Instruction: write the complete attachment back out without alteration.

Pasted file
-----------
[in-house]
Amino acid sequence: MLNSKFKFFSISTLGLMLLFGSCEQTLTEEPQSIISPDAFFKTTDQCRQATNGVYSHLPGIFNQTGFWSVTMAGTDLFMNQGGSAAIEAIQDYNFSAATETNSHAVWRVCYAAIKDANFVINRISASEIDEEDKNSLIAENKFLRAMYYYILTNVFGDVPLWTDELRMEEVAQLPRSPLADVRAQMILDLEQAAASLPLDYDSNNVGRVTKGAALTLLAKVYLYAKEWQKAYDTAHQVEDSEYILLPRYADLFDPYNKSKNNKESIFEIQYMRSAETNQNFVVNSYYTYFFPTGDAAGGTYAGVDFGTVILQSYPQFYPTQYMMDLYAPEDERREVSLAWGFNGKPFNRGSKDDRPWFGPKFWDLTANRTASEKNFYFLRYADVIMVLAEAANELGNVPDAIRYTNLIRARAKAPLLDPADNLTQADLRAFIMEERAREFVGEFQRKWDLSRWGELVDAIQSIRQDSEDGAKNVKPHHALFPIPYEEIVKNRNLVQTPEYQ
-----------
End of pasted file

[in-house]
Amino acid sequence: MLNSKFKFFSISTLGLMLLFGSCEQTLTEEPQSIISPDAFFKTTDQCRQATNGVYSHLPGIFNQTGFWSVTMAGTDLFMNQGGSAAIEAIQDYNFSAATETNSHAVWRVCYAAIKDANFVINRISASEIDEEDKNSLIAENKFLRAMYYYILTNVFGDVPLWTDELRMEEVAQLPRSPLADVRAQMILDLEQAAASLPLDYDSNNVGRVTKGAALTLLAKVYLYAKEWQKAYDTAHQVEDSEYILLPRYADLFDPYNKSKNNKESIFEIQYMRSAETNQNFVVNSYYTYFFPTGDAAGGTYAGVDFGTVILQSYPQFYPTQYMMDLYAPEDERREVSLAWGFNGKPFNRGSKDDRPWFGPKFWDLTANRTASEKNFYFLRYADVIMVLAEAANELGNVPDAIRYTNLIRARAKAPLLDPADNLTQADLRAFIMEERAREFVGEFQRKWDLSRWGELVDAIQSIRQDSEDGAKNVKPHHALFPIPYEEIVKNRNLVQTPEYQ